Thought like this does not come unbidden, without much thinking and working. And works of art created in accordance with such thought are not created easily, without much anguish. Not always does the attempt succeed; failure is even more frequent than success. An artist cannot be too severe toward himself. It is indeed a satisfaction of a quite special kind for him to eliminate from the ranks of his works anything that is weak or half-baked and to destroy it mercilessly. “Can someone who has failed as often as I did, expect to be called a master?” the answer to this is that only he has any claim to this title, who so frankly acknowledges his failures which no one can avoid, and who is willing to draw the consequences, in a negative way, by resolutely severing himself from any failure, even a cherished one, and in a positive way, by never accepting defeat and by tackling a problem again and again until failure has finally turned into success.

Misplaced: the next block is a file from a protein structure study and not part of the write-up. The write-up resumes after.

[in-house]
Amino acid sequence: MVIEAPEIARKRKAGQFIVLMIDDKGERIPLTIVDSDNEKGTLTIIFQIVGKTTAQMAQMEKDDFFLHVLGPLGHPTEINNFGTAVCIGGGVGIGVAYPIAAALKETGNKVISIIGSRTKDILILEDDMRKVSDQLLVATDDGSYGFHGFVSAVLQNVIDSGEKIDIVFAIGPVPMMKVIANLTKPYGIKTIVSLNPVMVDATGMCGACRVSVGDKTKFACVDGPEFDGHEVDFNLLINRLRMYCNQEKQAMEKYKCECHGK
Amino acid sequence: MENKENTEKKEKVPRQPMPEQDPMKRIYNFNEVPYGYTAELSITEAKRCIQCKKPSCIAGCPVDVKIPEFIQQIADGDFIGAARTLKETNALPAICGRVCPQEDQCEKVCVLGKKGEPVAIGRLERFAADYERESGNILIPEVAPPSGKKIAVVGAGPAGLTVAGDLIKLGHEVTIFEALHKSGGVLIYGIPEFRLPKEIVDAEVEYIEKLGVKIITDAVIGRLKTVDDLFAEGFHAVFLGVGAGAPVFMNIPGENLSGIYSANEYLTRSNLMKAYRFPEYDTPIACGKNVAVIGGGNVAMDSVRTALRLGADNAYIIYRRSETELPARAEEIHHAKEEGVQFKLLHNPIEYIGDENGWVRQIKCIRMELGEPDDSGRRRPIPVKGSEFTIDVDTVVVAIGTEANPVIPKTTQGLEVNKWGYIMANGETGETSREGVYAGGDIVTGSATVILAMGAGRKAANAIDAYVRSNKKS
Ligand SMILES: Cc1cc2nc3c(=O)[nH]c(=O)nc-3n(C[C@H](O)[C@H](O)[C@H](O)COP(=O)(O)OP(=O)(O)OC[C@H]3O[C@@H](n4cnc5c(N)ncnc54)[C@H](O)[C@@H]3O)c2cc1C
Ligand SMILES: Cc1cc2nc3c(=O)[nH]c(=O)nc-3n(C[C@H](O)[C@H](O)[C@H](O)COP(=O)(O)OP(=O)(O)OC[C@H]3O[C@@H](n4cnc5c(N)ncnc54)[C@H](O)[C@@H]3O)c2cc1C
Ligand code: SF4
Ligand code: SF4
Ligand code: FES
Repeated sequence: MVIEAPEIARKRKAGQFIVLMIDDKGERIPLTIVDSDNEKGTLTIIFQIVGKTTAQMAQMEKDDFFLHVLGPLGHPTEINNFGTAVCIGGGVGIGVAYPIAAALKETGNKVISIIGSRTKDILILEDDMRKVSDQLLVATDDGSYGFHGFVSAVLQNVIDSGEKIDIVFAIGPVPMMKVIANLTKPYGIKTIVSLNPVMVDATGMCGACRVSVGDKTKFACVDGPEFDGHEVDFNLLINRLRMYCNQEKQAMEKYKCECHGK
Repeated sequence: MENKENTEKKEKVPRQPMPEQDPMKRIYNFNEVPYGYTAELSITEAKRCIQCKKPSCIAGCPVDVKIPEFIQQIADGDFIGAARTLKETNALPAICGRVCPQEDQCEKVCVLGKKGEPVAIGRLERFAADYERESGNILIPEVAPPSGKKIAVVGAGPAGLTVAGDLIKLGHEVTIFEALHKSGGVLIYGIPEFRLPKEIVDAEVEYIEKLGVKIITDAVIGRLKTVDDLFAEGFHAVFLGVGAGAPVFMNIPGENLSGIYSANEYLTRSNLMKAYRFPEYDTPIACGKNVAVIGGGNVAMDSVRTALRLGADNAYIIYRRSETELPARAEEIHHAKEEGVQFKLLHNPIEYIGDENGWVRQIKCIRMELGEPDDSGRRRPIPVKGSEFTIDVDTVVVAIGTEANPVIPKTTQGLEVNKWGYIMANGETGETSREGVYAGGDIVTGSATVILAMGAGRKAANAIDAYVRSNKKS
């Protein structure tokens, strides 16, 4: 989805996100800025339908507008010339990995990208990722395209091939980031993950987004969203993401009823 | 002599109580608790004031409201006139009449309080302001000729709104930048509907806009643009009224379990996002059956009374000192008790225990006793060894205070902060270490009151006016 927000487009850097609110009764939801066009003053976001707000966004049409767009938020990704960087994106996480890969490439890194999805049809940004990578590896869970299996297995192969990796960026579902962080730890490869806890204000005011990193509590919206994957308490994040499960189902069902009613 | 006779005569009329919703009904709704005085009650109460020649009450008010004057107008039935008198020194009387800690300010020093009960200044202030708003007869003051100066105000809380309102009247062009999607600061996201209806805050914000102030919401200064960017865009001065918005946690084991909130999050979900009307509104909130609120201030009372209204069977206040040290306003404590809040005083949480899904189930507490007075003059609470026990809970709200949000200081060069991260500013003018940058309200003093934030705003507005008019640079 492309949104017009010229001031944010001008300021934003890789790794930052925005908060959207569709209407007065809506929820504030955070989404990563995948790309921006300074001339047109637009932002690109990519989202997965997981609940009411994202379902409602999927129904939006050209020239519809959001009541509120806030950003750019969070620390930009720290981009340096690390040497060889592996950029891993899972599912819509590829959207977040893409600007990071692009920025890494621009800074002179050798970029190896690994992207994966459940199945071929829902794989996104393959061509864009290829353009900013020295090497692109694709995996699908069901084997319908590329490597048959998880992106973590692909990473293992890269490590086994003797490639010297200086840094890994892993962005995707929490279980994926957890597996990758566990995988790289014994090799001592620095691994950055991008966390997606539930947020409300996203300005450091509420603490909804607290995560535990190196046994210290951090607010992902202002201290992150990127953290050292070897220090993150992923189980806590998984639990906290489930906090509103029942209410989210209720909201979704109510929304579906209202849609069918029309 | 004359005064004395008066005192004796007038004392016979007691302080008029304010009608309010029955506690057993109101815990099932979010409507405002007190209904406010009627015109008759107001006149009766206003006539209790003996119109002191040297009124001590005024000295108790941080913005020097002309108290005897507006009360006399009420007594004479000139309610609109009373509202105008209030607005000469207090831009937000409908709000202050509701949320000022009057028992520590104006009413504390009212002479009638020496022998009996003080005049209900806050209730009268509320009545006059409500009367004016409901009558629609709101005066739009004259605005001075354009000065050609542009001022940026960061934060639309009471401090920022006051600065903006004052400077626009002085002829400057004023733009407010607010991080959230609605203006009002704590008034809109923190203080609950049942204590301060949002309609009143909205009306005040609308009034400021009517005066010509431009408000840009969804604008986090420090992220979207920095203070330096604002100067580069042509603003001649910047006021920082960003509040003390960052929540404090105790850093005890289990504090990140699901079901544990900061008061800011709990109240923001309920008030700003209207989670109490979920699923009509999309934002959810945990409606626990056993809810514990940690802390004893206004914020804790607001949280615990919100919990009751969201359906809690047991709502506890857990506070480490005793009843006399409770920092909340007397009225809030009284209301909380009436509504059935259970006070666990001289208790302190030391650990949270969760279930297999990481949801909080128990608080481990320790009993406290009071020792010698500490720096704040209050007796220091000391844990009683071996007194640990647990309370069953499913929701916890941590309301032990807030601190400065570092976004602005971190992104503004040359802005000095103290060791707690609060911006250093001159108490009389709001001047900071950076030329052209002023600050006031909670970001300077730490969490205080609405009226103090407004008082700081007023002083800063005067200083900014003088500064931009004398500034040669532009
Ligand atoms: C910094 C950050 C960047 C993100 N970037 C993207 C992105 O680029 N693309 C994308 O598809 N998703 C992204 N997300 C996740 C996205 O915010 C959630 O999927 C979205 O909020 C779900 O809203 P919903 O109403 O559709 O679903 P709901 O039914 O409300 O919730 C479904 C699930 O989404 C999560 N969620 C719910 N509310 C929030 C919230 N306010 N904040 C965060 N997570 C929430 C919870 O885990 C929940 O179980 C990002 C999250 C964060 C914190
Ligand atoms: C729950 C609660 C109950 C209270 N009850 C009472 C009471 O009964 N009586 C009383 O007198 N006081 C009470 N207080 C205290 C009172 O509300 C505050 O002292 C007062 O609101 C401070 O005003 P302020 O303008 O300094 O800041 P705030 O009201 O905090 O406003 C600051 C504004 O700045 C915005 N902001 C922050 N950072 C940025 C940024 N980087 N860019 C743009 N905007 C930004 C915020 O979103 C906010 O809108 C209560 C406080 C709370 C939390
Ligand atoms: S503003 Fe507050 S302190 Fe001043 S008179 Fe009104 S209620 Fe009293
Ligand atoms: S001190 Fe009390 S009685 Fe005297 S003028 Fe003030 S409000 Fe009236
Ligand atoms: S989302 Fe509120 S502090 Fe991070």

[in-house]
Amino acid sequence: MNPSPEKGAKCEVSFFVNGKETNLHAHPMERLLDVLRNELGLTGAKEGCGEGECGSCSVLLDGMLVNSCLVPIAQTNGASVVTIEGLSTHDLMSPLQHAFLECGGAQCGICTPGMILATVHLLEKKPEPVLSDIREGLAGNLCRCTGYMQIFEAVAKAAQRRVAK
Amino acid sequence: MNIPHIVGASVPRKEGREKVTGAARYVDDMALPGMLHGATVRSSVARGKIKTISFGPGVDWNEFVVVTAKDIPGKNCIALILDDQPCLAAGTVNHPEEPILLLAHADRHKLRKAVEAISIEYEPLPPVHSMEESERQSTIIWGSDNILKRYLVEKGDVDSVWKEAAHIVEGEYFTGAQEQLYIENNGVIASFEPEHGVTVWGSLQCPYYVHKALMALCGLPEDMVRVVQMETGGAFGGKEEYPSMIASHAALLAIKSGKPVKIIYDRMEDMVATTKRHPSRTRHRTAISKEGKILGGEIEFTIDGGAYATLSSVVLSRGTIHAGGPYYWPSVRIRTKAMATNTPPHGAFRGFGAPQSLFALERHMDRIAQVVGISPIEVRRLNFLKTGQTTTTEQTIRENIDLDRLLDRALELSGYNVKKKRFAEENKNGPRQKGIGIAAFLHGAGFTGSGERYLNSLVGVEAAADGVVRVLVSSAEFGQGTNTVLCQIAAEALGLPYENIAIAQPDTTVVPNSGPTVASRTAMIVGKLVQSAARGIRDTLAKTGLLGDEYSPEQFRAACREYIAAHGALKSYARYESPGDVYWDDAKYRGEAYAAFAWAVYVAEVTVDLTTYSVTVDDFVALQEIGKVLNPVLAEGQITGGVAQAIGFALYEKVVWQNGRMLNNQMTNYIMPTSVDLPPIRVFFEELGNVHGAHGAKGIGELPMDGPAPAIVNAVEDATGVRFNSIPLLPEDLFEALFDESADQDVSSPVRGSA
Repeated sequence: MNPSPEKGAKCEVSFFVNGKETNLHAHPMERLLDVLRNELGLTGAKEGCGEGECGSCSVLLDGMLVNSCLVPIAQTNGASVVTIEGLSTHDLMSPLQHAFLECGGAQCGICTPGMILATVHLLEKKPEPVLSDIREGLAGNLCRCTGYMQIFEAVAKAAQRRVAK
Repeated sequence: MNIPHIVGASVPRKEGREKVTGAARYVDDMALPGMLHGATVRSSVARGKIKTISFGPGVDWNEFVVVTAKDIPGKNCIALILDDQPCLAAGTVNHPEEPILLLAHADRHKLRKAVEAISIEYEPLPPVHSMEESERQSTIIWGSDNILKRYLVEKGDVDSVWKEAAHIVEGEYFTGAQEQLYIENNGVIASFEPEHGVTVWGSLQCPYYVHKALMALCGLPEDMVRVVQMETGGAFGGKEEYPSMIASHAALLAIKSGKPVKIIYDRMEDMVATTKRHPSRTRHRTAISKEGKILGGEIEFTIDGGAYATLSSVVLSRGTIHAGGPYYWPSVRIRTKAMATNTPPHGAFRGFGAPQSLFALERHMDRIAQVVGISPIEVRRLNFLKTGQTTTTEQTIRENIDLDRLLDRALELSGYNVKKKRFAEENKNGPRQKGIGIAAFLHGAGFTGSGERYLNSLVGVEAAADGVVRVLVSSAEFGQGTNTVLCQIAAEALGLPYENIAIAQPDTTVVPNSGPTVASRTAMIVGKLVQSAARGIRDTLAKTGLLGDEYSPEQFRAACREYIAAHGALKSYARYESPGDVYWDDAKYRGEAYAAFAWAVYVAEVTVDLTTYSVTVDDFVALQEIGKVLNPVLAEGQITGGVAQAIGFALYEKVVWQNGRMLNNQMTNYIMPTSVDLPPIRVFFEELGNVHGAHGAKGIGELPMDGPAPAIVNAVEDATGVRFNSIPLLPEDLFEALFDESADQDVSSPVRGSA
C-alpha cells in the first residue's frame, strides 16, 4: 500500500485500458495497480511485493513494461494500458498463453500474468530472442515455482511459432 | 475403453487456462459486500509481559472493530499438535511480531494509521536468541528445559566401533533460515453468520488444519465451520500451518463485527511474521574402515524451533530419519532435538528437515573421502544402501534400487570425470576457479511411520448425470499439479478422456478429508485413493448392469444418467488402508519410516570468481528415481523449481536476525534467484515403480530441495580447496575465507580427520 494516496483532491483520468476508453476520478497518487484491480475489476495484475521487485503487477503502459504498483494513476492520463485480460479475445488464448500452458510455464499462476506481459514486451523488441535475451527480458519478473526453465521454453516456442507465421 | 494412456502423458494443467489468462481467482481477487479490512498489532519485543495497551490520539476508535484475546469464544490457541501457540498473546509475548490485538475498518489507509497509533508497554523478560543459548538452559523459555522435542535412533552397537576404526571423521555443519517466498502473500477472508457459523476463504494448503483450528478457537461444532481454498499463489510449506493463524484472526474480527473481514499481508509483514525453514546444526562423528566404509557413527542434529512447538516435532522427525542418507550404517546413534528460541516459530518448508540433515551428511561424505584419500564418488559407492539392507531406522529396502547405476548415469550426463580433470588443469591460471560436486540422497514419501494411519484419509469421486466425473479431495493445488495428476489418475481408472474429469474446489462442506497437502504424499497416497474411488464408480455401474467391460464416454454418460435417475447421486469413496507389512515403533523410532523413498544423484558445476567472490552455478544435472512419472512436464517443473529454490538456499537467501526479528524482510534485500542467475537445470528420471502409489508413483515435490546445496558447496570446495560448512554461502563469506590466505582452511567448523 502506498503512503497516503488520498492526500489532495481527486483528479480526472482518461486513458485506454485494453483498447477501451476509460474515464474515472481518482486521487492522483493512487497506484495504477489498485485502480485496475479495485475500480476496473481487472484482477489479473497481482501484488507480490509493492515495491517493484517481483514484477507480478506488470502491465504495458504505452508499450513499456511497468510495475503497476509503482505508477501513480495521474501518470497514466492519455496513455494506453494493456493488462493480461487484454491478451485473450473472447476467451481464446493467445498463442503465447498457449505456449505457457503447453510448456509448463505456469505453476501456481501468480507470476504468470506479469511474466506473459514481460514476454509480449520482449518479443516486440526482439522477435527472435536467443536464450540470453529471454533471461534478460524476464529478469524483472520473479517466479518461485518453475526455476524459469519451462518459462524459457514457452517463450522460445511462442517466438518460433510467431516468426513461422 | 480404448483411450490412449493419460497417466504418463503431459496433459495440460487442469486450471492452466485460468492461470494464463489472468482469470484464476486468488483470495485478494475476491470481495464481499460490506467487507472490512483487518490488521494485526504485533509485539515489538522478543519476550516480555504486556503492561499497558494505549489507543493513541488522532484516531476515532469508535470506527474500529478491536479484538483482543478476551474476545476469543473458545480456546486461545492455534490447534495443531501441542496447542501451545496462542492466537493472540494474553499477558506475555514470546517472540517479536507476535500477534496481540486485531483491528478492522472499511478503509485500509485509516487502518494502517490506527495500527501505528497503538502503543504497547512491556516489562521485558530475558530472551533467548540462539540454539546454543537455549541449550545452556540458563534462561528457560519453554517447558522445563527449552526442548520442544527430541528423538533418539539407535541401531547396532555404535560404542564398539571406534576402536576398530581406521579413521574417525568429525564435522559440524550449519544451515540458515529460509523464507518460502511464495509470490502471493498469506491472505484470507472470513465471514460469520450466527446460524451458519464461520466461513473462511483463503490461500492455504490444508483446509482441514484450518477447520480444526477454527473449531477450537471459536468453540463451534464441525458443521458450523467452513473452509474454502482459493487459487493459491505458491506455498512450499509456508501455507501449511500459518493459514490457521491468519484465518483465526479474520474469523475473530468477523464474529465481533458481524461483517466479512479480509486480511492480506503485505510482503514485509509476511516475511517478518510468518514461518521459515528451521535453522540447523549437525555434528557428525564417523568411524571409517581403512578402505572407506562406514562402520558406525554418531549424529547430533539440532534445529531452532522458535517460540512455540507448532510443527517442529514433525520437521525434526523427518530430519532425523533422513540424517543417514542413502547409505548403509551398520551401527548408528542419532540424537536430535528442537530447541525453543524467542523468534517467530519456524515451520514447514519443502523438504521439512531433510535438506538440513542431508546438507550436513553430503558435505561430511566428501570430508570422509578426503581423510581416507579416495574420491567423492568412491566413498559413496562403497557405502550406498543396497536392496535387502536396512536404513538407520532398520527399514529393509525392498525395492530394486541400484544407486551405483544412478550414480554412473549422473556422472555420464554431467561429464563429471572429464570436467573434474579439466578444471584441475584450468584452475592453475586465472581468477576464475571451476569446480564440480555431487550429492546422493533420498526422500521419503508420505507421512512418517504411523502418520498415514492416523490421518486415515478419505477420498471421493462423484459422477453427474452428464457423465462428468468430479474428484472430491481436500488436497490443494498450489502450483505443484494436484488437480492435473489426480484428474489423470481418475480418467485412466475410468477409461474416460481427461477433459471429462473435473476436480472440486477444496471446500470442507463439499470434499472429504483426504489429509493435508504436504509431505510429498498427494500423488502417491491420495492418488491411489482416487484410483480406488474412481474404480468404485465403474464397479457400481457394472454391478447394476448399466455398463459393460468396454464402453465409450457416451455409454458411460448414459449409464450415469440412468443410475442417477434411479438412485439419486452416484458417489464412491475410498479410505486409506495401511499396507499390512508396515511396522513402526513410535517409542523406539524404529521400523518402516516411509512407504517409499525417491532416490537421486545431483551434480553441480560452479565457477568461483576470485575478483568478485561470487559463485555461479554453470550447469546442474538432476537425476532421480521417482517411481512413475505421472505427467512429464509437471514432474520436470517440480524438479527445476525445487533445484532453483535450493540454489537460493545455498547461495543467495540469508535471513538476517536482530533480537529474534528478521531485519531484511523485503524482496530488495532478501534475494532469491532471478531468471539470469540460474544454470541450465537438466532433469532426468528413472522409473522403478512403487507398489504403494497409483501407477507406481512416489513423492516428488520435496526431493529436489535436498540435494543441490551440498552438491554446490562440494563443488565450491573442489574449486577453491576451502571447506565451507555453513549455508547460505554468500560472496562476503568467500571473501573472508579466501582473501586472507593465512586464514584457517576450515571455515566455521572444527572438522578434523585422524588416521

In the early days of his career Hammer tried his hand at woodcut and etching but gave up after a few unsuccessful attempts. Particularly etching did not suit him. Already here in his school days we come across a characteristic dislike of what Hammer calls the “wet” techniques. His predilection for “dry” techniques made him abandon etching right from the start. Years later he discovered the almost lost art of mezzotint, the technique of which he soon mastered. The dozen or so plates which he executed are mostly portraits, quite definite in character, and not to be confused with reproductions from paintings. A few of them were commissions by clients. Equally infrequent nowadays is another sort of print, which the artist primarily employs to decorate a title page or initial letters in his books. The technique is similar to that of the “dotted” prints of the fifteenth century; the effect is totally out of our time. Progressive proofs which exist of some of these plates allow us closely to follow the deliberate and careful procedure by which they are carried out. Since they are cut in metal, they have a natural affinity to the letter-press and blend beautifully with it. On the other hand, sometimes the possible delicacy of this technique is so far developed, that the prints become as subtle and soft as the artist’s pictures, drawings and mezzotints. The portrait of Hölderlin on a title page of a volume just now in process if printing stands out against the type like delicately modeled relief.